Careers And Jobs: How To Find Work For Engineers

Engineering jobs are specialized positions requiring the right combination of education and experience. Networking techniques, searching ads, and starting as a contract employee can all be ways to find permanent engineering employment.

Engineering jobs are usually specialized positions, requiring a close match of the candidate's education, experience, and skills to the job's requirements.

Education

Nearly all engineering jobs require at least a Bachelor of Science degree in the proper engineering discipline, and companies often prefer new hires for research and development departments to have a Master of Science degree. In some companies, it might be possible for some workers with Associate degrees to begin their careers as technicians, and work their way up to engineering positions through experience. However, those engineers typically have fewer options for career advancement within the company, and are unlikely to be hired directly into another company as an engineer.

Many companies hold recruiting events at colleges and universities. These events provide excellent opportunities for students to meet company representatives, gain interviewing skills, and if all goes well, be invited by companies for further interviews.

Experience and Skills

Take an inventory of your experience and skills, and determine how well they match up with the kind of job you are looking for. A new engineering graduate or an engineering student seeking an internship will have little or no previous experience, so companies will be expecting to train for the specific required skills necessary. A basic understanding of the engineering field and demonstrated ability to learn, along with enthusiasm, are what hiring companies will expect.

However, when hiring for experienced positions, employers will first look for candidates who already have the specific technical expertise for the job. Identify the gaps in your skill set, and seek out opportunities to fill them.

Research

Identify the employers you would like to work for, and find out all you can about them. Company web sites often have an enormous amount of information on key products and divisions. In addition, web sites will have contact information and site locations. If the company is publicly traded on a stock exchange, it must disclose financial information. This can help you determine the financial health of the company, and possibly give clues to job security. News reports can reveal further information about a company's products and reputation.



Some companies are receptive to giving interested candidates informational interviews, where a candidate can visit the company and learn what it does without the pressure of a formal job interview. These are an excellent way to learn about a company, because it gives you direct access to potential future co-workers, and a chance to observe the company's work environment.

Networking

Most job openings are not advertised. Networking will help you tap into this hidden job market. If you are an experienced engineer, the best networking sources are former colleagues. These can be former co-workers, customers, suppliers, competitors, contacts you have made through industry associations, or even friends and family outside the industry. Many people, including some you might not expect, will be willing to help if they know you are looking for an engineering job.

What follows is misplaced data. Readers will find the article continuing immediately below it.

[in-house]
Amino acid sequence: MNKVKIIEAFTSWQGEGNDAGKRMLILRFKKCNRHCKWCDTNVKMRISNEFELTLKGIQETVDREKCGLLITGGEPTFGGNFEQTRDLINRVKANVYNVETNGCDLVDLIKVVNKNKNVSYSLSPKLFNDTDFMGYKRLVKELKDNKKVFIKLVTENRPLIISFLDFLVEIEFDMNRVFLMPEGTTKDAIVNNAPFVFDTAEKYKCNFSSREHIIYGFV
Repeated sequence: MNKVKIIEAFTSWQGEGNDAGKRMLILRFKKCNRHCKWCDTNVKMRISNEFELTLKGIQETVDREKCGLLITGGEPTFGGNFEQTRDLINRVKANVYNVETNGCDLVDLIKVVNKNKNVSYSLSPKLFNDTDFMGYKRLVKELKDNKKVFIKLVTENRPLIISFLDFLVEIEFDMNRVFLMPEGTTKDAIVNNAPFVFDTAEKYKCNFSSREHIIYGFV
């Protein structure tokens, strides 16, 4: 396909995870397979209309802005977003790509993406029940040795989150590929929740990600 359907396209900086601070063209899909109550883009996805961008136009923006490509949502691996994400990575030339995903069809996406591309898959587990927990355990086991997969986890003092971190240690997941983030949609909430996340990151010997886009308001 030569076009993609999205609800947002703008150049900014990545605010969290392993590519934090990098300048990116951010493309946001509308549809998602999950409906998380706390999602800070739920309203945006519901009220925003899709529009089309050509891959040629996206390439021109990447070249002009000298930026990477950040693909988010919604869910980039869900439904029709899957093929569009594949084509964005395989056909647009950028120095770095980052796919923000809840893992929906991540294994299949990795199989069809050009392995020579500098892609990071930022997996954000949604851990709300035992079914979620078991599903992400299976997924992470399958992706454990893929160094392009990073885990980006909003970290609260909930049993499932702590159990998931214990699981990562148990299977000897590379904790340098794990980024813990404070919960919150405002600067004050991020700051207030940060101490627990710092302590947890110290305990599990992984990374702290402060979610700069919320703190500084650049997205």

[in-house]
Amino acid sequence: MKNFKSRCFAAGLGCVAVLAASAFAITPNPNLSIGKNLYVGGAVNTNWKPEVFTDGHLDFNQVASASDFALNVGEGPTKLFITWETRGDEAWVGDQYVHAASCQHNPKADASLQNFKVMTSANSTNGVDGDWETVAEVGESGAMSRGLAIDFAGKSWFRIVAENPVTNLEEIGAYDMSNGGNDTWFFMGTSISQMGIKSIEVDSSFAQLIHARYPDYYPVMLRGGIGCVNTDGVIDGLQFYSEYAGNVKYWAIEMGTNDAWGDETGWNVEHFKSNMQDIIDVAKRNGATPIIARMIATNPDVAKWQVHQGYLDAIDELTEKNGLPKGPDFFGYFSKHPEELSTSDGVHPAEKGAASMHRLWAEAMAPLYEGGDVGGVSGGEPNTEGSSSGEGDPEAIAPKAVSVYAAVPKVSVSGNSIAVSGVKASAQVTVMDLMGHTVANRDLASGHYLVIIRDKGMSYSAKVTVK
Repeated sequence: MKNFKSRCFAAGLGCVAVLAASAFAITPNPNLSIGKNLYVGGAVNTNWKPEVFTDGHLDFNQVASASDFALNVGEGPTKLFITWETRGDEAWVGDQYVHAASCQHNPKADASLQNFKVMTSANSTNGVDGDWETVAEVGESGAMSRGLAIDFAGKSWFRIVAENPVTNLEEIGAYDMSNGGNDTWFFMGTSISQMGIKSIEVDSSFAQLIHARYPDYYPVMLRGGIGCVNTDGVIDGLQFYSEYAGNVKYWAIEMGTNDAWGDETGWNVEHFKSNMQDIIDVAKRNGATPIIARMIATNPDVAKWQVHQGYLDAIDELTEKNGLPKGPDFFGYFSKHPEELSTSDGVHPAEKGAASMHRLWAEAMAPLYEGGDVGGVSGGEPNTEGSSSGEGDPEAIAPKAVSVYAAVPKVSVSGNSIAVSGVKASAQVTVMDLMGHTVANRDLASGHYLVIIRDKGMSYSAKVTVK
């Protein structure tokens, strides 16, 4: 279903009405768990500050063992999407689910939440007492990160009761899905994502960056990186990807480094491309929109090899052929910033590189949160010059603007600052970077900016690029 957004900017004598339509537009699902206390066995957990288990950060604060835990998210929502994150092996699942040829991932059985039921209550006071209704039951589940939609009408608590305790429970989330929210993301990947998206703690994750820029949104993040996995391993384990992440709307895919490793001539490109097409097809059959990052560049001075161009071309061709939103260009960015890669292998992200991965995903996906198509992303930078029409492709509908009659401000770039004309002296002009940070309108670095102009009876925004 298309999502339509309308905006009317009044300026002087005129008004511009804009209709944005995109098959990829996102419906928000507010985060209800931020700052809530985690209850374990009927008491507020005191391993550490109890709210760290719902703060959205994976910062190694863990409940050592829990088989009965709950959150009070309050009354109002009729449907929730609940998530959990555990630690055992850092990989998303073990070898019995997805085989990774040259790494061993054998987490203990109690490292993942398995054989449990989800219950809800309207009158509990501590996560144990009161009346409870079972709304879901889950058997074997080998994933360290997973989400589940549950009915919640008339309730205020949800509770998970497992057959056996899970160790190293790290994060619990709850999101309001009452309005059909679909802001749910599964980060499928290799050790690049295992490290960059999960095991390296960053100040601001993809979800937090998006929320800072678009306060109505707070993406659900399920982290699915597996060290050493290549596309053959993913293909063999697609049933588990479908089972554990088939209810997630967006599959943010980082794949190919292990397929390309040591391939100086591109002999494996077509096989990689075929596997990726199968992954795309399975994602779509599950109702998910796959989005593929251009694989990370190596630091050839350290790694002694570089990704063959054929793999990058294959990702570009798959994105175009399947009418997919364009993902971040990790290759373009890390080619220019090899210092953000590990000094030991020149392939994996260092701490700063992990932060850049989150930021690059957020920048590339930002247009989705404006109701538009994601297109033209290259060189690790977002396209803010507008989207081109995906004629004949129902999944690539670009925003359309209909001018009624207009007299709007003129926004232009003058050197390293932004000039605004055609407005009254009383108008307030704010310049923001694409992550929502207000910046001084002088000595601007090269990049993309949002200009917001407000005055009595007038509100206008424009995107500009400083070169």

The call-write-call method is a powerful tool for expanding your network. Call a company you would like to work for, and ask for the name of the manager who would be the decision-maker on hiring if there were an opening for the position. Don't ask to talk to him. Instead, write a letter saying that you will call within a few days, and enclose a resume. When you call, after being sure the letter has had enough time to arrive, ask to set up a short meeting of maybe fifteen minutes. If the manager agrees, do not ask for a job at the meeting. Instead, ask for career advice. Although you will get many more rejections than acceptances from this method, it is a proven method for establishing new contacts and tapping into the hidden job market.

Job Advertisements

There are many different places where engineering jobs might be advertised. Major Internet job boards have many engineering positions listed. Newspapers are still a good source, but make sure you also look at newspaper web sites. Because newspapers charge less for web advertising than print advertising, the classified section of newspaper web sites often have advertisements not listed in the print editions. In addition to the major Internet job boards, there are many job boards focused on specific types of engineering jobs. State unemployment office job listings are another good source of leads. Finally, remember to look in your industry's trade magazines.

Contract Employment and Consulting

Another option, which seems to be an increasing trend, is seeking contract employment through a temporary agency. Companies are increasingly turning to contract engineers, at least for a trial period before offering a permanent position. In the right situation, this may be an excellent path into a company. Send your resume and register with agencies that specialize in providing engineering services.

If you have the right experience, business skills, and contacts, consulting is another option. Consulting lets you keep the fees that would go the temporary agency, and you may find that you like creating your own employment rather than working for a corporation. And even if it's merely an interlude between full-time jobs, it can be a good way to grow your network.

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